Either way, give the audience a way to interact with you and get their questions answered.
12. Have fun!
Don’t be a robot on stage. If you laugh and have fun, your audience will be more likely to follow suit.
Tell a joke, share a funny story, show a silly video and don’t be afraid to laugh at yourself if you mess up.
That makes the entire experience more fun for you and your audience.
What presentation tips would you add? What presentation styles have you seen work really well?
Image credit: This is an awesome photo from SpeakerUp from
2 replies on “12 Presentation Tips That Will Help You Wow Your Audience”
Great tips– I was just about to share one of my own before reading the blog you linked to “slides are not intended to augment your presentation.” That post is certainly brazen– if not contentious– but you know me, I’ve never had a problem with non-conformists : )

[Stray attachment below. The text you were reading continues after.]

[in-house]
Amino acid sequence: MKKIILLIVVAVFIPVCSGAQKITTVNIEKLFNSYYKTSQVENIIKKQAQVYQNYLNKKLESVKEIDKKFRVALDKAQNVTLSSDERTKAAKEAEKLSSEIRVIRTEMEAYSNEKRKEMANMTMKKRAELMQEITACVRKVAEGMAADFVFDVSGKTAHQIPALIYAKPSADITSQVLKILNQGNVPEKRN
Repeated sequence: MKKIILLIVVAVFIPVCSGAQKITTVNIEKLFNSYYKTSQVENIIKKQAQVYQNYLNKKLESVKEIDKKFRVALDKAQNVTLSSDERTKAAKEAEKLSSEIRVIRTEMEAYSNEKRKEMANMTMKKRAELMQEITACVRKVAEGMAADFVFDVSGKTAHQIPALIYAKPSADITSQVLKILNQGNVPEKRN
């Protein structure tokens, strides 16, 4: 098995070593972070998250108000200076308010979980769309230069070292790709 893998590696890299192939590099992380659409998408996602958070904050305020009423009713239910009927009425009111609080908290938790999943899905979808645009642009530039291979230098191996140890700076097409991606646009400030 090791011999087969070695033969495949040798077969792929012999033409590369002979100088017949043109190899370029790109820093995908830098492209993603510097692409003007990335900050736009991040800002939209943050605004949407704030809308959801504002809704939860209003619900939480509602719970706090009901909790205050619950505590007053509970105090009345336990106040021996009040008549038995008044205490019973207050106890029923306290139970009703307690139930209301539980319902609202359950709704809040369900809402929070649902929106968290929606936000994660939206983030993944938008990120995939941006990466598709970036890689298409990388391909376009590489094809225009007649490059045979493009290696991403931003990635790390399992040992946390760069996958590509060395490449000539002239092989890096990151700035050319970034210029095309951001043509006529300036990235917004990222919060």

I do appreciate the sentiment behind being able to deliver when the slides fail: that means the content comes from the presenter, not the .ppt. And after all, why fly in your presenter if you could’ve emailed everyone the .ppt and the speaker could’ve stayed home? Your presentation is the distillation of the content: I like that.
Having said that, I’ll move on to my tip: having hosted many an event, seminar or conference where speakers from our sponsors attended, we now ask for something we didn’t in the past: pre-review of the presentation.
I’m sorry, but our reputation is on the line, and everyone’s time is too short. Conversely, all of our speakers appreciate the feedback we give so they can put on the best “show” and cover topics they know will be of interest. Just my two cents…
Stephen D. Forman, CLTC
Stephen – Thanks to your comment, I realized a typo. I meant to say that slides ARE intended to augment the presentation. The problem is that too many people rely on the slides to tell the story.
I think the best presentations only use slides to make a visual cue that goes along with their point. Otherwise, it gets boring real fast. After all, why speak if your audience can just read the slides in their own time?!